"The middle school concept, aimed at creating a more developmentally responsive learning environment for young adolescents, gained a stronghold in the later part of the 20th century. Proponents of this concept have argued continually for the holistic implementation of its six key characteristics if its benefits are to be realized. These characteristics include: (a) a challenging, integrative, and exploratory curriculum; (b) varied teaching and learning approaches; (c) assessment and evaluation that promote learning; (d) flexible organizational structures (i.e., including the physical space, scheduling, and grouping of students and teachers); (e) programs and policies that foster health, wellness and safety; and (f) comprehensive guidance and support services. Recently, Ellerbrock, Falbe, and Pomykal Franz identified key middle school organizational structures of people, place, and time as being interconnected and integral to effective middle school practices. Main also demonstrated the interconnected nature of these key characteristics and how organizational structures of people affected the successful implementation of other characteristics. Thus, how these organizational structures can and are being implemented has implications for our understanding of the effectiveness of other middle school practices. In this paper, researchers from both the United States and Australia examine and compare literature published between 2000 and 2018 addressing ways in which middle school/middle years organizational structures have been reported and categorized by structures of people, place, and time in these two countries. Pertinent literature related to organizational structures of middle schools in the United States and to middle years education in Australia was examined. Findings from studies and evaluations from each country are reported to provide an international perspective on the organizational structures of middle schools/middle years education across the two countries. Overall, since 2000, the body of knowledge about middle schools/middle years organizational structures has been surprisingly limited in comparison to their perceived importance in the field. This lack of research is concerning in the midst of educational reform in both countries, resulting in questions about the impact of school organizational structures on young adolescent development and learning."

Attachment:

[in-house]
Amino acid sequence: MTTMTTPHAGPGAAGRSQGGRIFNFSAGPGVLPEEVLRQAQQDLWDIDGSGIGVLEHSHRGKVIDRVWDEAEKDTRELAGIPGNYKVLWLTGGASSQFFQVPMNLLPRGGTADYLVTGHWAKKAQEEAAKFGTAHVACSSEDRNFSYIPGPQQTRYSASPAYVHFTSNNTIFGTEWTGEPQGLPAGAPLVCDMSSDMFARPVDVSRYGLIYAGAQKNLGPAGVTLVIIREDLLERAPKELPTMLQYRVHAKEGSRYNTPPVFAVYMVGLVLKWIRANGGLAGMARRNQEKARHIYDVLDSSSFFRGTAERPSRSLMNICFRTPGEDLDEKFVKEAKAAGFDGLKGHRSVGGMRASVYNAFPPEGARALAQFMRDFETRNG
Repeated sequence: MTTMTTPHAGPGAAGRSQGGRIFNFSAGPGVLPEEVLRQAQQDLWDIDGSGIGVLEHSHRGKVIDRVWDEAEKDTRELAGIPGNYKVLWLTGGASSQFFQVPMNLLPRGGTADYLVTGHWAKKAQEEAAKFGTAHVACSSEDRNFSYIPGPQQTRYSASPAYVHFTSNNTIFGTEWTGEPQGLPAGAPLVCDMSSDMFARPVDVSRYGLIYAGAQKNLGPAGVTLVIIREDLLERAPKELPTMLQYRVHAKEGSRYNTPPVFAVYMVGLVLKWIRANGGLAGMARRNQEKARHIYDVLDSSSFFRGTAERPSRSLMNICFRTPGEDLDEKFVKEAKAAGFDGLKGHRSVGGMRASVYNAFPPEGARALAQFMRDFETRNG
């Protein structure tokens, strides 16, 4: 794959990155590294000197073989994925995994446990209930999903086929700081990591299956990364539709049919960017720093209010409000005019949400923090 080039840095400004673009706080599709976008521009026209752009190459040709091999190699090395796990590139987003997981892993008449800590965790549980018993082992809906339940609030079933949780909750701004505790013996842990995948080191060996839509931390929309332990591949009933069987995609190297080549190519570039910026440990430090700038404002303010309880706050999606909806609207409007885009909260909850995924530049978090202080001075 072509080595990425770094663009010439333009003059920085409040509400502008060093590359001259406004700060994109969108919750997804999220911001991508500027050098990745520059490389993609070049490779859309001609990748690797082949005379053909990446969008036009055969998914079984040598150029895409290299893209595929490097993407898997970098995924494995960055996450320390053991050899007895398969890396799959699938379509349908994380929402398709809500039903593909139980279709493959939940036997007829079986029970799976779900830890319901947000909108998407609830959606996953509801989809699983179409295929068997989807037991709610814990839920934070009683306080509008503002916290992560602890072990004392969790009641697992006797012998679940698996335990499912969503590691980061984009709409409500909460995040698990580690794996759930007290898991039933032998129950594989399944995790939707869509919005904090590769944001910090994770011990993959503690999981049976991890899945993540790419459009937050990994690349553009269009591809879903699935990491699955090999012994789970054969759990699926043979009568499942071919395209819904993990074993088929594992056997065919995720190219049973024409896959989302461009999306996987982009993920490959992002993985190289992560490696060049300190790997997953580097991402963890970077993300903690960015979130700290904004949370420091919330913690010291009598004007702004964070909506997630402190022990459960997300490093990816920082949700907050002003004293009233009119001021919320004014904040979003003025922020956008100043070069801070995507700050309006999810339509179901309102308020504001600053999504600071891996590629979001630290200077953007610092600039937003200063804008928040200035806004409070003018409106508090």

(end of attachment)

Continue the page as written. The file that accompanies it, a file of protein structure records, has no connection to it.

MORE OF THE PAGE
McEwin, C. K., & Greene, M. W. (2010). Results and recommendations from the 2009 National Surveys of Randomly Selected and Highly Successful Middle Level Schools. Middle School Journal 42(1) 49–63. Retrieved from

From the Abstract:
"While a number of studies have yielded useful information regarding the status of middle level schools in the United States, four linked national surveys provide a longitudinal perspective on the degree of implementation of key middle grades programs and practices. These studies were conducted in 1968 (Alexander, 1968), 1988 (Alexander & McEwin, 1989), 1993 (McEwin, Dickinson, & Jenkins, 1996), and 2001 (McEwin, Dickinson, & Jenkins, 2003). This article reports selected results of a fifth study in this series conducted in 2009 by McEwin and Greene, with a particular focus on recommendations derived from an analysis of trends evident over time. An additional national survey of programs and practices in a sample of highly successful middle level schools was conducted by the authors in 2009 using essentially the same instrument. The results from the highly successful schools are compared to results from the random sample to determine if differences existed and, if so, what lessons might be learned from those differences."

McEwin, C. K., & Greene, M. W. (2011). The status of programs and practices in America's middle schools. Association for Middle Level Education. Retrieved from

From the Abstract:
"The initiative to reorganize American public education from a two-tier to a three-tier system is now more than 100 years old. The movement to establish separately organized middle level schools began with the first junior high schools, which were established in the early 1900s and continues today with the number of middle level schools now exceeding 15,000. Throughout the history of these two middle level school organizations, there have been numerous accomplishments to celebrate. However, lingering questions remain about the failure of many middle level schools to authentically implement programs and practices that have been advocated in the literature (Dickinson, 2001; George, 2009a, 2009b; Lounsbury, 2009; McEwin & Greene, 2010). Interest in the status of recommended programs and practices in middle level schools has resulted in a series of national linked surveys that began in 1968 (Alexander). These surveys are identified later in this report. The two national surveys that are the subject of this report continue the legacy of the earlier studies by examining the current status of the implementation of recommended middle level programs and practices in the nation's public middle schools. Results from these studies, which were conducted in 2009, are presented in this report. Comparisons are made with data from earlier surveys so that trends can be identified and explored."

Nian, Q., Qian, X., Murphy, A., Fifield, S., & Grusenmeyer, L. (2010). Delaware middle schools beating the odds. Delaware Education Research & Development Center.

From the Abstract: